Fabien Montique
Claire Stern
Feb 03, 2017 @ 10:00 am

It takes a special person to bring streetwear to Paris Fashion Week, but it certainly doesn’t hurt if Frank Ocean, Kanye West, and three Kardashians are seated front row. Such is the story of Virgil Abloh, the 36-year-old founder of Milan-based fashion label Off-White, who counts the aforementioned stars as close friends and fans.

The designer’s buzzy spring runway show, held at the prestigious Paris Descartes University, focused on the (very) modern businesswoman, with suits cut in mismatched proportions and paired with T-shirts, track pants, and glittery boots for a casual riff on officewear. “The women in my life are super-empowered,” says Abloh, who also moonlights as one of West’s creative directors and DJs under the moniker Flat White. “They make their own decisions, pay their own rent, and control their own life.”

Nobody embodies this independence better than our March cover star Emily Ratajkowski, who dons one of Abloh’s high-grade cotton Ts—designed exclusively for InStyle and emblazoned with the name in ’80s-style typeface—on the front of our new issue. Here, Abloh gets candid about the T and West’s influence on his career. 

First off, how did the collaboration come about?

I first met [InStyle editor-in-chef] Laura [Brown] at Coachella in the most chill atmosphere, so we became friends right off the bat. We had this cool banter. Then she came to me with the idea of a T-shirt, and I thought it was perfect—praising the T-shirt as an item. In a way, it symbolizes how important the T-shirt is in a fashion context. For my generation, it could be just as important as a red-carpet dress. I’ve always been into the art of a T-shirt and trying to design one that is coveted.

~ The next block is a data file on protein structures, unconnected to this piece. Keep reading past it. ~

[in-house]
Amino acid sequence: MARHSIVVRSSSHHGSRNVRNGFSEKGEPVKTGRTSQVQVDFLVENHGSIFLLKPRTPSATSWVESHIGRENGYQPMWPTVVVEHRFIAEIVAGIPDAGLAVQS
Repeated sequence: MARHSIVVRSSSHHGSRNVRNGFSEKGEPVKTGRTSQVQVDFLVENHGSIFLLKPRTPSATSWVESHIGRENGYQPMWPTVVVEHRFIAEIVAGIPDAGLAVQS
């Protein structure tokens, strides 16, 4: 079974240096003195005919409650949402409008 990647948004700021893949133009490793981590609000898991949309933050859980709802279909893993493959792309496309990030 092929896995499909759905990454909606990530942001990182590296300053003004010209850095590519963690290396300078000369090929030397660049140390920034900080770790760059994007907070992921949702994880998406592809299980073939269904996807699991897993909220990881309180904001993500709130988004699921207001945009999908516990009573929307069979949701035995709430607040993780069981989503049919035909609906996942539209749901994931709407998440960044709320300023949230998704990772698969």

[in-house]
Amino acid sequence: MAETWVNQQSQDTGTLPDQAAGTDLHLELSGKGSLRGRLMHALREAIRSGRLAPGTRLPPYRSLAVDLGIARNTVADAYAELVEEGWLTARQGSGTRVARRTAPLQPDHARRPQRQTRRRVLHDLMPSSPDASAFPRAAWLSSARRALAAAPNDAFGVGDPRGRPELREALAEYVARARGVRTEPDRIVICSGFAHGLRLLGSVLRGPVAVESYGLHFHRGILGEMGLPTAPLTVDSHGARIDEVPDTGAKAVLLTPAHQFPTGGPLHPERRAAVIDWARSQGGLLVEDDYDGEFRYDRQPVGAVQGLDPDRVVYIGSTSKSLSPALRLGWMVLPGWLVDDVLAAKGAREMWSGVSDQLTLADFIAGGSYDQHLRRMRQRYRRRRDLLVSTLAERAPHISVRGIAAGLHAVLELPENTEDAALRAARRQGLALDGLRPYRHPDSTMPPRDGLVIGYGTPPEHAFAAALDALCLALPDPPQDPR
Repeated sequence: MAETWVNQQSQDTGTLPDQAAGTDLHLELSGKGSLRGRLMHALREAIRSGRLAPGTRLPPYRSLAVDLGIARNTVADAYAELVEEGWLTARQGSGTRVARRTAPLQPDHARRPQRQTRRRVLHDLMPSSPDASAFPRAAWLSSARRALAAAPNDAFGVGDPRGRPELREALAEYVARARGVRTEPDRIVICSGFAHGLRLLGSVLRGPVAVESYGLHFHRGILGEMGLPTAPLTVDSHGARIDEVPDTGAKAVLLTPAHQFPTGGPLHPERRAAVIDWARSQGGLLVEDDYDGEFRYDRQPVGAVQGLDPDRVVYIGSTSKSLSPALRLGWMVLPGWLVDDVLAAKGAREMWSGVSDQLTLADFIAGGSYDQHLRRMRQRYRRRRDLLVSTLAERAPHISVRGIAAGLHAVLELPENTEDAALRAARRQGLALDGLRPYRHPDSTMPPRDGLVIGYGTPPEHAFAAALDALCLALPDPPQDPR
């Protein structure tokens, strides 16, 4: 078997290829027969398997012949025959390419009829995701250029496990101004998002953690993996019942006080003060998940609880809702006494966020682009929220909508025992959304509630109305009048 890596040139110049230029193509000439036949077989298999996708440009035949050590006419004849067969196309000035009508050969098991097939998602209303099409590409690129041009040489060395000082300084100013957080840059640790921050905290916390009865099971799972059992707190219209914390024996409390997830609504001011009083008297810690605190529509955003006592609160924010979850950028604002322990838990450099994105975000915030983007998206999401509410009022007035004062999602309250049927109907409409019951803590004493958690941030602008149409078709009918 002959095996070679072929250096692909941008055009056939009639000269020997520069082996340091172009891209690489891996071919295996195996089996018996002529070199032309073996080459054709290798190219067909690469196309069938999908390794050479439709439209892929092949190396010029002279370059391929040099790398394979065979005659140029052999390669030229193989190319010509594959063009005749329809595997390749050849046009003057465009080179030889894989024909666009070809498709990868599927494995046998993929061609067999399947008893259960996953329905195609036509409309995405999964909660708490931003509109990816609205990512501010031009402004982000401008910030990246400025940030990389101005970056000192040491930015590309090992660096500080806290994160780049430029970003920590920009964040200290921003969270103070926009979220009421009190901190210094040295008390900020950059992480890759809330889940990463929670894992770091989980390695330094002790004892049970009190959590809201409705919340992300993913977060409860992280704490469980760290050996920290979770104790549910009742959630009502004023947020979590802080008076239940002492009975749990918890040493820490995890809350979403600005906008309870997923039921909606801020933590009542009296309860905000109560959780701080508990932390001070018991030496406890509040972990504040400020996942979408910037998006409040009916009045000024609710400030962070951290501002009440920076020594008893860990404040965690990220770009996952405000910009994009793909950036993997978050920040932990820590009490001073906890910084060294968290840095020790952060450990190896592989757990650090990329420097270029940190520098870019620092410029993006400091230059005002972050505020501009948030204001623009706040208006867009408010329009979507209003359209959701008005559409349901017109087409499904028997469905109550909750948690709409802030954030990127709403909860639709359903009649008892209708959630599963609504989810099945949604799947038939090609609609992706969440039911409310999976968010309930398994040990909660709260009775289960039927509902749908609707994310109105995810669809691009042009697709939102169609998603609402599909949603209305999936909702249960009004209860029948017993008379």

Off-White seems to pride itself on pairing a street aesthetic with high-level fabrication. How luxurious is this T-shirt?

I make things that are approachable, but I make them in the same factories in Italy as Louis Vuitton and Valentino. That makes it interesting to me. I’m very particular about fabrics. I can assure you that it took years to find the cotton that we used.

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Kevin Sweeny
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You have a masters in architecture from the Illinois Institute of Technology. What first piqued your interest in fashion?

I love that you can make ideas and have friends wear them in real time. With architecture, it takes a really long time to get your ideas out, and there’s a lot of people that they have to go through. 

How does your crew of friends factor into your fashion enterprises? 

I don’t get any validation out of that; people are my genuine friends. It’s just a matter of making something that resonates. I think we live in an age where people wear whatever is comfortable to them and what their personality says. A lot of my friends don’t wear Off-White, but we all make up the Off-White think-tank. We’re all individuals, we’re all artists, and we’re all are very picky and particular. That’s how I approach clothes: I wear things that express me, and I make things for other people to express themselves. 

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You’ve worked with West for years. How has he influenced your approach to design?

Kanye is one of the most important cultural figures in our existence. He’s defied, molded, and broken the rules—especially in terms of multidisciplinary artistry, whether it’s music, fashion, art, architecture, or film. He’s touched a lot of realms, so I’ve been fortunate enough to work for him and we will continue to work together for an extremely long period of time. 

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What’s your end goal? What do you hope to achieve, in fashion or elsewhere? 

To be an artist. I’d love to work for a house one day so I can do my ideas on the biggest scale possible. But right now, I’m pretty content. 

This interview has been edited and condensed for clarity.

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